Both these Battle Sights have, as I said, cut-away Apertures. They are variously referred to by the ignorant as “Open sights,” “Modified U’s,” “Buckhorns,” and all kinds of things ; and instructors instruct recruits to “get the blade in the centre of the U and level with the shoulders.” It is pathetic! Imagine any rifle designer fitting an open sight at two inches from the eye! Not outside Bedlam.
No—use them exactly like any other aperture. Just imagine, if you like, that the bit of the ring cut away at the top is still there, and go ahead. It is cut out to let more light through in bad light, and to enable you to pick up your object quicker. But as no British soldiers or Home Guards ever practise shooting in dusk at natural targets, they would not know this. Nor would they know anything about the virtues of white sight-paint and shooting with both eyes open—things which the stalker learns in his cradle and which soldiers should be taught but never are. However, we are supposed to be talking about the Ross Sight.
As stated, there is an ordinary Aperture, at the bottom of the slide, which has the 1,000 yard Battle Sight at the top.
This Aperture is for all accurate deliberate fire. It is raised up the Leaf by a quick thread screw, and on the face of the Leaf are Range Markings in yards. This series of figures starts at zero, and then 2, 3, 4, 5, 6, 7, 8, 9, 10, 11 and 12 hundred yards. There is no 100 yards. One hundred is never used as a range marking in war, and if you want to set your sight accurately for 100 for practice (grouping) you have to find the elevation, somewhere above zero, for yourself.
On the right edge of the Leaf is a Scale. This is not another series of hundreds of yards markings. Its zero is level with the other zero. There is no other connection. It is meant to be used, for targeting the rifle, exactly like the scales on civilian .22 rifle sights, which have no ranges marked on.
This scale is marked from One to Nine. These are tenths of an inch. Each division is again divided up into four.
One-tenth of an inch, at this sight radius, gives you, near enough, ten minutes of angle. A quarter division therefore gives you a quarter of this, or 21 minutes of angle; and this is the finest adjustment shown. There are no “clicks” but you can of course set the sight to finer adjustment by judgment. The scale is probably intended chiefly to enable a man to take exact readings of the sight on this scale for the various ranges, if the rifle does not agree exactly with the range markings, as it seldom does, owing to the impossibility of standardising precisely such things as stocking and barrel flip and jump.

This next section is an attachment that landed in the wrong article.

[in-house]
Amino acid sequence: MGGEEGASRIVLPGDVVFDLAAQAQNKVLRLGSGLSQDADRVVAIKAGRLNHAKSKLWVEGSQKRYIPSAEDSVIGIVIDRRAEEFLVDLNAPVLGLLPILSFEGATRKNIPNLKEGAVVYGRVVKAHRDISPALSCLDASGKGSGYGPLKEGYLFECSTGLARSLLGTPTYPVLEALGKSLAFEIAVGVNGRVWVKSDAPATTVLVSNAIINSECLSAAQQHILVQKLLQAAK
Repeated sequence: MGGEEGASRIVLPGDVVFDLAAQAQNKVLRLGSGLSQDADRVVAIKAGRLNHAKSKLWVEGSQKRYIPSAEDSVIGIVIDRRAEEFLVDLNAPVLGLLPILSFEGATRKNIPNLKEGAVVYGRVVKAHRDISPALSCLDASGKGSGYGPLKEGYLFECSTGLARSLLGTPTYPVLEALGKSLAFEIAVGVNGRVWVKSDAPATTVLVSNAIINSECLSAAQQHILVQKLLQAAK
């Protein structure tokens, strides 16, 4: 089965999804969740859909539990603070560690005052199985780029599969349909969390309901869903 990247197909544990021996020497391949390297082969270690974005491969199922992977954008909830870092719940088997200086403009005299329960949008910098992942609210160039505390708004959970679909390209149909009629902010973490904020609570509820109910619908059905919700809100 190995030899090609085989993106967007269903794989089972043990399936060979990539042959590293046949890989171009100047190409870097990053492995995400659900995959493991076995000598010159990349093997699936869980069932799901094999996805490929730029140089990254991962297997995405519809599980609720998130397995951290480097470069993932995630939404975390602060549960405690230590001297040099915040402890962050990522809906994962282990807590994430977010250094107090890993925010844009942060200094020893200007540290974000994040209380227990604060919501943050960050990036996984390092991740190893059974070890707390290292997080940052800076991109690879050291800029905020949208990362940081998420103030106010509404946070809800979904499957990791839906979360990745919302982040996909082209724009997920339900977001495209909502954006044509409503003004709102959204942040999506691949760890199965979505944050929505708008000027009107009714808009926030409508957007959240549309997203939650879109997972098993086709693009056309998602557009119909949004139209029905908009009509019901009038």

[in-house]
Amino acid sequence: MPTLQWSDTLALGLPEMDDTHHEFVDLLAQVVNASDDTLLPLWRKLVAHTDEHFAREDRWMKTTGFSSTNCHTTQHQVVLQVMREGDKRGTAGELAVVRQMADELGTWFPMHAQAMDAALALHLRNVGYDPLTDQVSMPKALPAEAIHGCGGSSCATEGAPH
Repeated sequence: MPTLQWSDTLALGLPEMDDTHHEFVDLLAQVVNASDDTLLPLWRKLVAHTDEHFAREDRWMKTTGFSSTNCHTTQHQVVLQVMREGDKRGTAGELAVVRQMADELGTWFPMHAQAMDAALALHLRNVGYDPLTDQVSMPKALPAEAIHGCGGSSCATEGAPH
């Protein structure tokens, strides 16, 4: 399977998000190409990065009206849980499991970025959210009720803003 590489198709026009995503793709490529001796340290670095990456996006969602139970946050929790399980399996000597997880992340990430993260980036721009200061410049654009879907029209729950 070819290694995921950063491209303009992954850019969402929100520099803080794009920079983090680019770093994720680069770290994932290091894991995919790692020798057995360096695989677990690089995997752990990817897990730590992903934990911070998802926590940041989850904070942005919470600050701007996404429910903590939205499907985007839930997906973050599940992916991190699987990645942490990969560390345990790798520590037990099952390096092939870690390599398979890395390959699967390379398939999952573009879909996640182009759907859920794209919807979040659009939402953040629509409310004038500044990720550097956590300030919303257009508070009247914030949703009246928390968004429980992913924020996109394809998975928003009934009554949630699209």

Behind and at the bottom of the Leaf is a triple knurled head which works the Windgauge. There is on the front of the Leaf a Windgauge Scale marked in twentieths of an inch. Each of these, of course, gives five minutes of lateral angle. They are not divided any more finely, and intermediate settings are obtained by the knurled head.
The windgauge is, of course, a very convenient means of adjustment for straight shooting. It should then be left alone. Wind allowance is not done now by windgauge in military shooting.
By the way, there is a very simple way of checking the range to which these, or any other Battle Sights are supposed to be set, as follows.
Fix the rifle firmly in a vice or the like, with the 600 yard Battle Sight and foresight lined up correctly at a mark - any mark, at any distance. It doesn’t matter.
Now raise the Leaf (without moving the rifle) and screw up the slide until the Aperture in the bottom of it comes correctly to the same aim. If you have done it right, you will find that it has come up to the 600 yards mark. That is your check.
Similarly, with the Leaf up and slide at the bottom, line up the Leaf Battle Sight with the mark. Then screw up the slide until the Aperture comes to the aim. It will be at the 1,000 yards mark.